As a result, Barron said, the company “will not pursue” stores at three locations where construction has yet to begin — two in Ward 7 and one in Ward 5. He added that the legislation, if passed, will also jeopardize the three stores underway, pending a review of the “financial and legal implications.” While precise terms of its agreements with developers are not known, the company’s leases could be difficult to break without major financial penalties.

Good job, City Council. Instead of being paid $8.25 per hour, the would-be employees will continue to make their current wage: $0.00 per hour.

These are the wages (pun intended) of left-wing paternalism. Do-gooders insist on manufacturing legislation they think will ameliorate the conditions for the poor, but instead only make things worse by backwards economic and social engineering. What the DC Council fails to appreciate is that in a free market, a company will not simply wage raises for jobs at a point well beyond what they are worth if they have good options.

What’s particularly is that this type of legislation seems less to be about raising the living conditions of the working poor and more about punishing big bad Walmart, as blog posts like this indicate.

Walmart is using hardball tactics in their effort to force D.C. government to scrap their super-minimum-wage law.  They said that if the bill were to become law, they may not build 3 of their proposed stores going in in D.C.  That would cost the area low quality jobs and access to, well, low quality crap.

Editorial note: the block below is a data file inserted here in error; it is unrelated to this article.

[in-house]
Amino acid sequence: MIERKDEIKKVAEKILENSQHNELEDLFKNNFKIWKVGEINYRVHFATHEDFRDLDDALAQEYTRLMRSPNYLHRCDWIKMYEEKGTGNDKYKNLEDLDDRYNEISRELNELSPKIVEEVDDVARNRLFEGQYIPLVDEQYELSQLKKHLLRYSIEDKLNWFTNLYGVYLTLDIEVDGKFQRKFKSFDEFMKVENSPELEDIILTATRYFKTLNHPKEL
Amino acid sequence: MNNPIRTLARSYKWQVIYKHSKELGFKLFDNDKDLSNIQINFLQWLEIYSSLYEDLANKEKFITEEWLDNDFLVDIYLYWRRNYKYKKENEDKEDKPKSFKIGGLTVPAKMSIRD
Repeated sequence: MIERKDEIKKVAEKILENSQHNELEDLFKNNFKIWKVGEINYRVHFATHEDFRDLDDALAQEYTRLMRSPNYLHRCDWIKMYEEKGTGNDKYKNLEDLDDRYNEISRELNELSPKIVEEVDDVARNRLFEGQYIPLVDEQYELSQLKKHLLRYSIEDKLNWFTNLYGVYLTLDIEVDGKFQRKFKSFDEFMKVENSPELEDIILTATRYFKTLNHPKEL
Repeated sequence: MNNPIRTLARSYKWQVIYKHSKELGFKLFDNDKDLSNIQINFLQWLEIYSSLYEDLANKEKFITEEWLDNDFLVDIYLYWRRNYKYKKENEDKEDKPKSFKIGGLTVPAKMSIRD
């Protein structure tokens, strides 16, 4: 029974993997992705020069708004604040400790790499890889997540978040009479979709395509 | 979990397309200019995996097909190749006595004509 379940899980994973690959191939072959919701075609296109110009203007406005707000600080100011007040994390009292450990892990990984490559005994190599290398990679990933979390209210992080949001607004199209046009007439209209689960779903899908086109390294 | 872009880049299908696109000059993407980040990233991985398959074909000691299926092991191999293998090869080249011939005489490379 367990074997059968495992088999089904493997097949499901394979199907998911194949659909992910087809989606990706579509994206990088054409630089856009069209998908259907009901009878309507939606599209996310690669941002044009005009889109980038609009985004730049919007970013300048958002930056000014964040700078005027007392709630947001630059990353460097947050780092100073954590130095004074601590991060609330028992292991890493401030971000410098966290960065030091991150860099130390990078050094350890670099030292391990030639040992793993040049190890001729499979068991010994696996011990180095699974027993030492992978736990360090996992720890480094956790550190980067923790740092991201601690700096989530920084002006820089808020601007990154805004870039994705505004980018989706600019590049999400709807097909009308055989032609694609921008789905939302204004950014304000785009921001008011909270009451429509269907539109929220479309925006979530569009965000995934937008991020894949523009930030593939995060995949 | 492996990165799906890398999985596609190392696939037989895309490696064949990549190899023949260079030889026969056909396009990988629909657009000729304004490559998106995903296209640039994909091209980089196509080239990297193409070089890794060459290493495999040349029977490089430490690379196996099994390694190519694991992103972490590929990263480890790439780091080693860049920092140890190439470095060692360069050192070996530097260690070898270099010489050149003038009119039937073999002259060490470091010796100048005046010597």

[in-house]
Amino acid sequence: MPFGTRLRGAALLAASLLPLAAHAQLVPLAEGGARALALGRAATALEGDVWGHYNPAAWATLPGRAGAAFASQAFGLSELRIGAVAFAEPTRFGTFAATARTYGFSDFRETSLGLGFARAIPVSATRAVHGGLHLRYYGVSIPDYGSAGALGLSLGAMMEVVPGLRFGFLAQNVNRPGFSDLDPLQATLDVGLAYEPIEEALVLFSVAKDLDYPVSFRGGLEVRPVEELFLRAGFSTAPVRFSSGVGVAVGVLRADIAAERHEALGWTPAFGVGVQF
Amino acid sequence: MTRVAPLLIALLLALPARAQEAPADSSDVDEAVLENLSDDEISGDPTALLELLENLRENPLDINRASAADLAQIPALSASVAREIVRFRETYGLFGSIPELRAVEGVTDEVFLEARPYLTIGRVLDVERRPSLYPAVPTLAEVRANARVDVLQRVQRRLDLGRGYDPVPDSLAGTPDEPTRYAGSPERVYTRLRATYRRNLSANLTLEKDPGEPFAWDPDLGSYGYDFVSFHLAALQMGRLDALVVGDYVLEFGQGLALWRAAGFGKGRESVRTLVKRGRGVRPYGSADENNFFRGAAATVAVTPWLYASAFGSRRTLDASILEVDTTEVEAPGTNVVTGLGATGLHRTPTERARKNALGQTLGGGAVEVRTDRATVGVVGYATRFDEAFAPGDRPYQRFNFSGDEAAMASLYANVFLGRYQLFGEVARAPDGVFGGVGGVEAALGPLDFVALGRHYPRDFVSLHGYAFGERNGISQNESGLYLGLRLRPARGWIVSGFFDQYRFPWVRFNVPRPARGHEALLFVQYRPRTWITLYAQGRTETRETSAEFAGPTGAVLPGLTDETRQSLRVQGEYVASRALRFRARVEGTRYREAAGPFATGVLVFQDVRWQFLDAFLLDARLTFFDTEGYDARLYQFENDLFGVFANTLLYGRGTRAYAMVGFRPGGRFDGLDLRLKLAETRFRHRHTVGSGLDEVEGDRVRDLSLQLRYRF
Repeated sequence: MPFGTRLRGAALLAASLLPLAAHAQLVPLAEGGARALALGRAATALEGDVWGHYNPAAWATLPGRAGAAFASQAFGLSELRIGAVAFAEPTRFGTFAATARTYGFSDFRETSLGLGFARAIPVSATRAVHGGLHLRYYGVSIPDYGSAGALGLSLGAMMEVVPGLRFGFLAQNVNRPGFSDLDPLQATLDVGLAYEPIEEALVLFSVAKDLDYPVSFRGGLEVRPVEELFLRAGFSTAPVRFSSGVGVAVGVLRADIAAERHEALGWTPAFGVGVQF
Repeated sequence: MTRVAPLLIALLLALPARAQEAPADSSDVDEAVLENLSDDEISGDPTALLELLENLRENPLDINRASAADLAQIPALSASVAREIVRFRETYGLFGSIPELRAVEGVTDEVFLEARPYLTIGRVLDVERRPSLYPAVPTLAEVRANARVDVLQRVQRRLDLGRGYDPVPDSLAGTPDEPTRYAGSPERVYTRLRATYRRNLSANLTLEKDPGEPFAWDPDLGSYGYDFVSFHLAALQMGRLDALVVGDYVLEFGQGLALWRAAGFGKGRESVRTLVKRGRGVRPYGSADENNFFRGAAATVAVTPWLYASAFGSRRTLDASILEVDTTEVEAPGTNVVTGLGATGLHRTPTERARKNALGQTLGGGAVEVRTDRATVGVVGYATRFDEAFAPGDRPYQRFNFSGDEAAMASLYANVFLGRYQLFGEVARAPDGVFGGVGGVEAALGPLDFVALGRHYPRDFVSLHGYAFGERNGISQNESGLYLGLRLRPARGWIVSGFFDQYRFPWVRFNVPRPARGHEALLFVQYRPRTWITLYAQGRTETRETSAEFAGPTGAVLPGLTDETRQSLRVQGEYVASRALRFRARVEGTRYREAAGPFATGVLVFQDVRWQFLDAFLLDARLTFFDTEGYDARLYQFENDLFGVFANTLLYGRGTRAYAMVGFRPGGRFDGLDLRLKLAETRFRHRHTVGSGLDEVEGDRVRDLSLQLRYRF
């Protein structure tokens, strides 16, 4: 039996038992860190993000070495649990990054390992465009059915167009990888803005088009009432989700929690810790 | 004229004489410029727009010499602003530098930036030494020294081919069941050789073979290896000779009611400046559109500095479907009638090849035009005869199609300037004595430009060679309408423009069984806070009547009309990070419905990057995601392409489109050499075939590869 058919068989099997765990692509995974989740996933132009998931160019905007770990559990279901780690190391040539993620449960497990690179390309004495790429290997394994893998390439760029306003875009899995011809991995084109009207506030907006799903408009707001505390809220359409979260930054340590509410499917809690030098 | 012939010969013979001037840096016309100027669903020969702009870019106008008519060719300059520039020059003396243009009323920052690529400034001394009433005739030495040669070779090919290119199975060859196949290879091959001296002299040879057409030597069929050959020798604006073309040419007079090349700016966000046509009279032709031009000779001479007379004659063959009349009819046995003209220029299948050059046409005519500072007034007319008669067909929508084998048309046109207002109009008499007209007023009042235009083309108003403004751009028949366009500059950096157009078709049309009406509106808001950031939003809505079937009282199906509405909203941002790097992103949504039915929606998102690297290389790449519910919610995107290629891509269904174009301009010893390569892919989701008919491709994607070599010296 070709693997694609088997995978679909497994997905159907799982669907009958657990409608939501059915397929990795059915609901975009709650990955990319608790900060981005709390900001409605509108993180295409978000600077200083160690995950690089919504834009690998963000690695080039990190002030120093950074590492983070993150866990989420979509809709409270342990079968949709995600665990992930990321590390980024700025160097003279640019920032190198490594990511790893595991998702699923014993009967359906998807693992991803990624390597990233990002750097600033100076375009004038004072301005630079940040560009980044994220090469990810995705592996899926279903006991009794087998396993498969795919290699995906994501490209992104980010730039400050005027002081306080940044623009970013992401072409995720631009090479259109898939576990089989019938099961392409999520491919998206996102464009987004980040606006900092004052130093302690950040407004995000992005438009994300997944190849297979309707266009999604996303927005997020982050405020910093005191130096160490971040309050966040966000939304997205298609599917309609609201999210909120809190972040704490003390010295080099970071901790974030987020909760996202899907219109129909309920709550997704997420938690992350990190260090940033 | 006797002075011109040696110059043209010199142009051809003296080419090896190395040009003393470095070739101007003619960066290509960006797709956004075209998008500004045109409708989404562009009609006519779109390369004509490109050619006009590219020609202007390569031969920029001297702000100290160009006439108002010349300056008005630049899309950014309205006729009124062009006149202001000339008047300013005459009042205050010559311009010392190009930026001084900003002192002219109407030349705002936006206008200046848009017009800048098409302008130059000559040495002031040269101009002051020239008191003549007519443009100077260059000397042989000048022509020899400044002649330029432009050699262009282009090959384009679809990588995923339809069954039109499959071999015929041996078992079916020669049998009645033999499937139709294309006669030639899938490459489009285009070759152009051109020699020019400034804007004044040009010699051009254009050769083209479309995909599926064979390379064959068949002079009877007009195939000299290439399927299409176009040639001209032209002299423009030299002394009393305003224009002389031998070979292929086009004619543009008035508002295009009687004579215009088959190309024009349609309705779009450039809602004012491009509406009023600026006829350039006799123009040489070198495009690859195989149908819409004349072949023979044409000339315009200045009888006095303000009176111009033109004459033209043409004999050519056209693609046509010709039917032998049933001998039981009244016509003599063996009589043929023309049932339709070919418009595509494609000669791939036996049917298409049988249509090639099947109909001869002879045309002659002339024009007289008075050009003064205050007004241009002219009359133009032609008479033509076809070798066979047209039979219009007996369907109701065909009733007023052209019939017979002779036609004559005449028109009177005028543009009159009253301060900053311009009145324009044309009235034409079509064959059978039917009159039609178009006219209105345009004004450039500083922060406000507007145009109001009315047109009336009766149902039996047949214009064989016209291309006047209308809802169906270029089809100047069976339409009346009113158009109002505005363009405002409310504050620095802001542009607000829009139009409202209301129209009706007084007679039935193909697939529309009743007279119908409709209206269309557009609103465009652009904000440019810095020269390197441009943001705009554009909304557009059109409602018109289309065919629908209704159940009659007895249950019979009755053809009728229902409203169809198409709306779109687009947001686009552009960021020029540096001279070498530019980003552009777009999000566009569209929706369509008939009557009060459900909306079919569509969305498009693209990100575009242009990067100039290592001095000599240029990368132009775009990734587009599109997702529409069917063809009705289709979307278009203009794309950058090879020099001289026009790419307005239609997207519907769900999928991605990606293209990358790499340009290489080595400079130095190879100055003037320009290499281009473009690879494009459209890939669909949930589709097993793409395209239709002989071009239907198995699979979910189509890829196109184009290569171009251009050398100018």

The author, no doubt one of the city’s countless young, white hipsters, safely ensconced in a neighborhood like Dupont or in a gentrified locale in the northwest, just finds Walmart so gauche. Better that 1,800 of his fellow residents – residents who probably live on the other side of the Anacostia and who he won’t have to interact with too much – remain unemployed rather than nasty Walmart open its doors.

Of course things are just as bad over the Bay and in the Maryland state capital of Annapolis. Governor O’Malley, a man who actually thinks he has a chance to be the next president of the United States, has just overseen a series of massive tax hikes, including a “rain tax” – yes, a rain tax. Included in these tax hikes is a relatively modest four cent per gallon  increase in the gasoline tax, which will be followed up by a pair of eight cent increases in 2015, 2016, effectively doubling the overall tax applied to a gallon of gasoline in the state.